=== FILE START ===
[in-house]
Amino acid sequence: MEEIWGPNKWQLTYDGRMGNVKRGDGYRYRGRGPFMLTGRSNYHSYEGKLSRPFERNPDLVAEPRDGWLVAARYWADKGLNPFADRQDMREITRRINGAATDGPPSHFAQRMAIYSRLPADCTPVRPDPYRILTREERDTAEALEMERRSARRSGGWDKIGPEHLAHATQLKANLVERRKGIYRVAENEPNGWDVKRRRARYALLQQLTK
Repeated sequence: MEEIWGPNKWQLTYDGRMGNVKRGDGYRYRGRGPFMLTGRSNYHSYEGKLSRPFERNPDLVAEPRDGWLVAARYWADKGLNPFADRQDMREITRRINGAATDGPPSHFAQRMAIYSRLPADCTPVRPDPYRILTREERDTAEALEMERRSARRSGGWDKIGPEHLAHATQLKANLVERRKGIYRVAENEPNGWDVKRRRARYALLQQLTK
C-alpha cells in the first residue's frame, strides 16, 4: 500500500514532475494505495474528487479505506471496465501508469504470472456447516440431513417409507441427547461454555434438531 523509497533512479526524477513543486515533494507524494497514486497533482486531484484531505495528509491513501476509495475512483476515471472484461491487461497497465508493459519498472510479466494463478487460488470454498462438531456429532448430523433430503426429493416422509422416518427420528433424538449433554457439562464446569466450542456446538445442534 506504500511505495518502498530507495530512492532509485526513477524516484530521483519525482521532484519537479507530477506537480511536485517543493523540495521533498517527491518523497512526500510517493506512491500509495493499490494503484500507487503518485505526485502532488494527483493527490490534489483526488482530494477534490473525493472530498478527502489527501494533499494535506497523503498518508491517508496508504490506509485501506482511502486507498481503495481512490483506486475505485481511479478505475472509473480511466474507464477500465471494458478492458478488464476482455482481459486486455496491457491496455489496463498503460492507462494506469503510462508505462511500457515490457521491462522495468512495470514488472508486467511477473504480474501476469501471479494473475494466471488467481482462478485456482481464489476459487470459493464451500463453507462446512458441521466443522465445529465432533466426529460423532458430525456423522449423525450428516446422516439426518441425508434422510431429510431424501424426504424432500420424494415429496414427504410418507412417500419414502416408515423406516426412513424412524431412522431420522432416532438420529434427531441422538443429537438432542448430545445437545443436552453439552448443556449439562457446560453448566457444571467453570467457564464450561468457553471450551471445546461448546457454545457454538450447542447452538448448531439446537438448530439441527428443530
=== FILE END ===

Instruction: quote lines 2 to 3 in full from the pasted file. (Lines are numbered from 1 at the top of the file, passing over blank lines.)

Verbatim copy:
Amino acid sequence: MEEIWGPNKWQLTYDGRMGNVKRGDGYRYRGRGPFMLTGRSNYHSYEGKLSRPFERNPDLVAEPRDGWLVAARYWADKGLNPFADRQDMREITRRINGAATDGPPSHFAQRMAIYSRLPADCTPVRPDPYRILTREERDTAEALEMERRSARRSGGWDKIGPEHLAHATQLKANLVERRKGIYRVAENEPNGWDVKRRRARYALLQQLTK
Repeated sequence: MEEIWGPNKWQLTYDGRMGNVKRGDGYRYRGRGPFMLTGRSNYHSYEGKLSRPFERNPDLVAEPRDGWLVAARYWADKGLNPFADRQDMREITRRINGAATDGPPSHFAQRMAIYSRLPADCTPVRPDPYRILTREERDTAEALEMERRSARRSGGWDKIGPEHLAHATQLKANLVERRKGIYRVAENEPNGWDVKRRRARYALLQQLTK